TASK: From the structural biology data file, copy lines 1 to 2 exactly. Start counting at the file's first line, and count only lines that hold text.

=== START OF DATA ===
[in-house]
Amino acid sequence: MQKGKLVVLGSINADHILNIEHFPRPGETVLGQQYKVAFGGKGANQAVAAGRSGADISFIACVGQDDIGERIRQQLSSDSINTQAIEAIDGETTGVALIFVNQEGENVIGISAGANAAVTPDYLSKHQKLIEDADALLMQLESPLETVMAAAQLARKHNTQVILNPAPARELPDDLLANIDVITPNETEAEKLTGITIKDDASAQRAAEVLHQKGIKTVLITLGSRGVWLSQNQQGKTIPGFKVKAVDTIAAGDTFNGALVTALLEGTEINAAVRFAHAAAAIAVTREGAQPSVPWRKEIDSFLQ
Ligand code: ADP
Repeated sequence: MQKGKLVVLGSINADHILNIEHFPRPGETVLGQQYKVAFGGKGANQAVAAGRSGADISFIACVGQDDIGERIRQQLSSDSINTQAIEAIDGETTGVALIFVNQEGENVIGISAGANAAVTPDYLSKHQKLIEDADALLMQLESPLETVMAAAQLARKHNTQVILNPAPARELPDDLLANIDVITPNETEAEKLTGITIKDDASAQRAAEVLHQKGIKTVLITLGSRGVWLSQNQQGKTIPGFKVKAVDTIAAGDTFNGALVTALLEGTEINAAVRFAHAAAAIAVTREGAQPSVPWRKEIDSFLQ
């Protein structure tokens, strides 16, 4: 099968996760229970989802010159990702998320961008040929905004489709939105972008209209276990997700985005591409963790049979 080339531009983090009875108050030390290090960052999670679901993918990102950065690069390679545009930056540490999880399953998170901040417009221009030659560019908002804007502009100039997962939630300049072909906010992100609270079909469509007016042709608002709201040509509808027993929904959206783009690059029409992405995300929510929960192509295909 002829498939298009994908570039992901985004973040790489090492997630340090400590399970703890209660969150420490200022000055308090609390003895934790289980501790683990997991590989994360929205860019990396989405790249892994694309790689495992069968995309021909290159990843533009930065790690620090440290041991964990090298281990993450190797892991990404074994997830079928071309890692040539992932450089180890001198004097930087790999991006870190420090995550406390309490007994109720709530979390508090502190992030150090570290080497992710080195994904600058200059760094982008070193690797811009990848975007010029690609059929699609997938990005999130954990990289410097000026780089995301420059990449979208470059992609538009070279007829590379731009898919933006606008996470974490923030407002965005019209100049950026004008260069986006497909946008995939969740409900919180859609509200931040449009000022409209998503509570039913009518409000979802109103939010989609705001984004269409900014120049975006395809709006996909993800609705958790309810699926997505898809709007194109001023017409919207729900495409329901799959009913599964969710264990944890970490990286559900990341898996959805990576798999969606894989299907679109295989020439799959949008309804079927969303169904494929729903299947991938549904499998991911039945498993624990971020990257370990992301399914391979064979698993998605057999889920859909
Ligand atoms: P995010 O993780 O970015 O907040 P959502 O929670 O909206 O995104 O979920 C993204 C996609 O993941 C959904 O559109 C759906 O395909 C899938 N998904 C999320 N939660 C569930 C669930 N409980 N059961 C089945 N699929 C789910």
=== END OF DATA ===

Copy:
[in-house]
Amino acid sequence: MQKGKLVVLGSINADHILNIEHFPRPGETVLGQQYKVAFGGKGANQAVAAGRSGADISFIACVGQDDIGERIRQQLSSDSINTQAIEAIDGETTGVALIFVNQEGENVIGISAGANAAVTPDYLSKHQKLIEDADALLMQLESPLETVMAAAQLARKHNTQVILNPAPARELPDDLLANIDVITPNETEAEKLTGITIKDDASAQRAAEVLHQKGIKTVLITLGSRGVWLSQNQQGKTIPGFKVKAVDTIAAGDTFNGALVTALLEGTEINAAVRFAHAAAAIAVTREGAQPSVPWRKEIDSFLQ